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Research Article

The anti-proliferative effect of different tomato varieties on the human colon adenocarcinoma cells

Caroline Saunders

University of Reading


30 Nov 2008


18 Dec 2008


15 Apr 2009






colon cancer, tomato, flavonoids, naringenin, rutin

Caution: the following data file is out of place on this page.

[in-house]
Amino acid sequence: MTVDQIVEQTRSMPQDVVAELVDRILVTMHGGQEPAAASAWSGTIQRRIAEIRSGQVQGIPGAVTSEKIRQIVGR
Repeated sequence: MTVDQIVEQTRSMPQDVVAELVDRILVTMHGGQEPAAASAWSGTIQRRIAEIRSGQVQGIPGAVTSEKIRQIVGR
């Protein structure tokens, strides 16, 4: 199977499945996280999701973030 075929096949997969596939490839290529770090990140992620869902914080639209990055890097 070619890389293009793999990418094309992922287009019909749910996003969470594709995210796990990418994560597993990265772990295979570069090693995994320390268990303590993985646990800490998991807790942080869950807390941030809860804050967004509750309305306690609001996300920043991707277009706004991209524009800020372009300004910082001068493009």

Epidemiological evidence suggests that diets rich in fruit and vegetables protect against the development of colon cancer, primarily due to their high levels of polyphenols, in particular a group known as flavonoids. Tomatoes contain significant amounts of the glycosides of the flavonoids quercetin and naringenin. Both quercetin and naringenin have been shown to exert anti-proliferative effects on colon cancer cells, although the effects of whole tomato polyphenol extracts are unclear. The aim of this study was to determine the effect of three tomato varieties, with differing levels of flavonoids and total phenolics, on the proliferation of human colon adenocarcinoma cells. We show that all three varieties were able to significantly inhibit the growth of colon cancer cells, although this activity was found not to be linked to the levels of the flavonoids rutin and naringenin in the tomatoes, but rather to their total phenolic content. We show that the mechanism of growth inhibition was linked to the effects of tomato phenolics on the cell cycle, in that exposure of cells to the tomato extract induced a reduction in the percentage of cells in the S-phase, i.e. those actively synthesizing DNA. These data indicate that tomatoes may help to prevent colon cancer but that their flavonoid content does not appear to determine the magnitude of their biological effect.

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